Converting Pi to PC

What will you do with a Raspberry Pi?

The Raspberry Pi is a neat little gizmo. For about $35, you can buy the 3rd generation Raspberry Pi 3, a single board computer or SBC. Essentially, it consists of a motherboard, CPU, memory, and ports (Ethernet, USB, HDMI). However, it doesn't come with a case, hard drive, or power source.

In this TechRepublic article, Nick Heath reports that UK-based Premier Farnell, the manufacturer of Raspberry Pi, has just released the components necessary to convert the Pi into a small, but versatile, desktop computer. Sold under the element 14 brand name, the Pi Desktop includes a case, a solid-state drive (SSD) interface, a heat sink (to protect the CPU) and a power switch, and costs approximately $50. The Raspberry Pi can run Linux from an SD card, but can also be connected to an external SSD. For less than $100 you can experience the fun of building your own computer. While it isn't as powerful as a high-end computer, there are still plenty of things you can do with a Raspberry Pi, including building your own media server, using it to run a 3D printer, or creating an old-school gaming console.

Supporting Web Links
 Discussion Topics/Activities
  1. Are students familiar with the Raspberry Pi? As a class, discuss the cost and features of this type of computer. Would students be willing to buy one of these SBCs? Why or why not?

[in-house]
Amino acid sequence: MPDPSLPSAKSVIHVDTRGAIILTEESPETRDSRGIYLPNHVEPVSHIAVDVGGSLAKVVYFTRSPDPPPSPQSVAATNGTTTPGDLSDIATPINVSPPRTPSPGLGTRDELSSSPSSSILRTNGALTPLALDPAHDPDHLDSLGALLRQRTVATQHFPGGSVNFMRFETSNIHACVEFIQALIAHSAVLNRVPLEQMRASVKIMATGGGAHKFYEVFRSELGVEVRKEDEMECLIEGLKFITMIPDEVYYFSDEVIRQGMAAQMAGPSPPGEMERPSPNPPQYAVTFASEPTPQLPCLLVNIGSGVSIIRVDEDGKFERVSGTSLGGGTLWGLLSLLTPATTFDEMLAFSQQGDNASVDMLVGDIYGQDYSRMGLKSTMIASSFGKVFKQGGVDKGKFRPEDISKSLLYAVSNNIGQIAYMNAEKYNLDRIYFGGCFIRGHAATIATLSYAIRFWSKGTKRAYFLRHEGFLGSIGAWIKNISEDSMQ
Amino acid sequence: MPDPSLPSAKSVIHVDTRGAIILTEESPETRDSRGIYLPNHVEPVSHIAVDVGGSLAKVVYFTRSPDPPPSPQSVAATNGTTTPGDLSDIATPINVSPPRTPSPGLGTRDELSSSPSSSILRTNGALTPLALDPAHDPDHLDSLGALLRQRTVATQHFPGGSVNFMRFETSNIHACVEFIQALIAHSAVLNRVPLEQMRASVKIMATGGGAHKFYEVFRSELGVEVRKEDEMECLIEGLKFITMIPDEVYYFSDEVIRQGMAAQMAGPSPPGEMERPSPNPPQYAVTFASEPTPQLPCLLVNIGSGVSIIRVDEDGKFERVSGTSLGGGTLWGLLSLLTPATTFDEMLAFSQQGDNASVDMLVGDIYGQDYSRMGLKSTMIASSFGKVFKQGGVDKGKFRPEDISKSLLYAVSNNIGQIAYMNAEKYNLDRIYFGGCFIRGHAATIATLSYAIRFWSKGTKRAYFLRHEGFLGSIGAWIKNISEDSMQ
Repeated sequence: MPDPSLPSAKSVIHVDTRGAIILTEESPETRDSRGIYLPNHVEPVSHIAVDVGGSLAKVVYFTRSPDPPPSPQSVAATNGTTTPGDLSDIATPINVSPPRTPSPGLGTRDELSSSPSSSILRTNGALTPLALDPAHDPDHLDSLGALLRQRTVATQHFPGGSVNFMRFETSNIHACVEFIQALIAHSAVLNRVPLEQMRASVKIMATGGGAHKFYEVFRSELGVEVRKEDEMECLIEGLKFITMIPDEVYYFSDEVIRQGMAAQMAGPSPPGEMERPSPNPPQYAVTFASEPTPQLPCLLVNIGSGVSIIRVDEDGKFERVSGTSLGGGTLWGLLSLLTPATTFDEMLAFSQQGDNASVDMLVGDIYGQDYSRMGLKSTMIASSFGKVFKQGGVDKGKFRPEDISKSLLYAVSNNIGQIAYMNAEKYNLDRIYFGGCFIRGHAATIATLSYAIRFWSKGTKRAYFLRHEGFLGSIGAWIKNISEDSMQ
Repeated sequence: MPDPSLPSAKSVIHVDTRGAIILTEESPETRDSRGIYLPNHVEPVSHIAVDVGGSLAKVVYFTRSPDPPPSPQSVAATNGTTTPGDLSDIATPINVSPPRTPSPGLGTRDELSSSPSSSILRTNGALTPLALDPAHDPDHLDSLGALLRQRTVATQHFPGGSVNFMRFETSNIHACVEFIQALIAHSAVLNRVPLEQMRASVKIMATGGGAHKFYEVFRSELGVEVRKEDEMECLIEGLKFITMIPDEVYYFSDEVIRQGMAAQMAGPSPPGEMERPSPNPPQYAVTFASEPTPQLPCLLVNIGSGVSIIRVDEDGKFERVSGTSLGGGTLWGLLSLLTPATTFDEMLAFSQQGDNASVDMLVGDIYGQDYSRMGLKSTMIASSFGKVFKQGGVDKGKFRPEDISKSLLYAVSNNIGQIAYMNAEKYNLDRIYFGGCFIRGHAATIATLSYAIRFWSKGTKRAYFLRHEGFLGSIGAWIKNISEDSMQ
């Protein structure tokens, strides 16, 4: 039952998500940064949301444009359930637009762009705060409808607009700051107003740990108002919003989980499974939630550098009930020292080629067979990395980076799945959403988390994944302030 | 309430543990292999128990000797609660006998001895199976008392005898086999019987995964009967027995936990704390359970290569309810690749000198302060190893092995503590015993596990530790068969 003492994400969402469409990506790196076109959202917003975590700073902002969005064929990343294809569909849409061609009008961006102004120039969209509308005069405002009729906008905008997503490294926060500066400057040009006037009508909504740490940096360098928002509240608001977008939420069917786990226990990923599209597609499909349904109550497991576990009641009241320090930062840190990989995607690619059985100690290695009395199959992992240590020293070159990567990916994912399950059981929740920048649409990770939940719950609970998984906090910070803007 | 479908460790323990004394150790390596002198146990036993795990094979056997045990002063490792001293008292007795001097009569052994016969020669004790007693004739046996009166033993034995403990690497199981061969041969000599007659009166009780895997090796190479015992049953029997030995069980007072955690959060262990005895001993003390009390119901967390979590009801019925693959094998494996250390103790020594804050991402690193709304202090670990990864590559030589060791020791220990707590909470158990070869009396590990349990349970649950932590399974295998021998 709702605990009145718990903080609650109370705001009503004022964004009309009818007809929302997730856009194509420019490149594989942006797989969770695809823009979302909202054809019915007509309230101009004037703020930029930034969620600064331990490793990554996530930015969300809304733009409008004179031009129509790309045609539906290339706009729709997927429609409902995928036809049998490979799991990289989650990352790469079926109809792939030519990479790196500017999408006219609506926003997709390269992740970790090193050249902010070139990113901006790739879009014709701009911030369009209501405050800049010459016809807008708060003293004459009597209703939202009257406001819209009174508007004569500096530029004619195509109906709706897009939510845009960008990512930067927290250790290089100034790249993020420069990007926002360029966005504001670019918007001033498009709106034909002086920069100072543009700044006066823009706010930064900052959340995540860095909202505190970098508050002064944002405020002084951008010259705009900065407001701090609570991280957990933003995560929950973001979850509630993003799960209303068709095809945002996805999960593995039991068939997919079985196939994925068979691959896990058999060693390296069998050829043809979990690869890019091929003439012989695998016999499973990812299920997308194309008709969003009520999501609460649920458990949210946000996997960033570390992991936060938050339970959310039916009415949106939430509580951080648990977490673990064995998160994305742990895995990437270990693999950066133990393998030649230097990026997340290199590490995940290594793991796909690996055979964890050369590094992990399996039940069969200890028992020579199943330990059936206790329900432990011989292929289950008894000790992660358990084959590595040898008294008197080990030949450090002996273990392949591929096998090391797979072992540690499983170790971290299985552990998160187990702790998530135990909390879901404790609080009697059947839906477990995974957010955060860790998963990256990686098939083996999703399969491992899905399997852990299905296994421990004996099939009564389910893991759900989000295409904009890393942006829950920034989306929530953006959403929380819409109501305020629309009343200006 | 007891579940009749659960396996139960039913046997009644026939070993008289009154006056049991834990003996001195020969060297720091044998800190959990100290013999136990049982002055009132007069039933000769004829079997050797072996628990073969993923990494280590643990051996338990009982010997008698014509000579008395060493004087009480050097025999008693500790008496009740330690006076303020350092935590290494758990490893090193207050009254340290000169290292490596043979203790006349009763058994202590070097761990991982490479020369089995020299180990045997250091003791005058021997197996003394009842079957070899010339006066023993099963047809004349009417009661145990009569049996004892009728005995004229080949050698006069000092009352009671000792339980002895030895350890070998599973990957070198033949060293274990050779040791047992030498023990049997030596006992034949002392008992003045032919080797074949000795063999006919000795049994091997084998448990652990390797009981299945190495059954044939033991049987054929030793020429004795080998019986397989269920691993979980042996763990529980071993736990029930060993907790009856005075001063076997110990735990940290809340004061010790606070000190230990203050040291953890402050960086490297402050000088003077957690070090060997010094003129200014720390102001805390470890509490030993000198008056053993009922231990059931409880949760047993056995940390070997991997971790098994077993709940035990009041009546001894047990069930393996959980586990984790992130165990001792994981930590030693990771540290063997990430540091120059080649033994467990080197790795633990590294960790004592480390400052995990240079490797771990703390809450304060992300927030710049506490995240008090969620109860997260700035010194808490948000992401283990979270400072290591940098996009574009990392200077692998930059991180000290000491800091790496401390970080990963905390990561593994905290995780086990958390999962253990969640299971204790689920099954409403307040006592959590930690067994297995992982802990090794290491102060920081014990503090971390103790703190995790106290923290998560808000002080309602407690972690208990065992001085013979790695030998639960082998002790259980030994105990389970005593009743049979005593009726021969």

2. Divide the class into small groups. Each team should research at least two computers or mobile devices that can be purchased for less than $300. Teams should create a presentation comparing and contrasting the features of the computers they located with those of the Raspberry Pi, as discussed in both the main article and in the articles found in the Supporting Web Links section. Each group should identify their recommended purchase and explain their reasons for their choice.
  3. There are a number of uses for the Raspberry Pi. As an individual project, students should research some of the projects for which these devices are being used. The Supporting Web Links section has some ideas. Students should attempt to develop their own project for one of these devices, or find an existing project that they think they can do. Students should create a brief presentation outlining the project, its purpose, and how it would be done.


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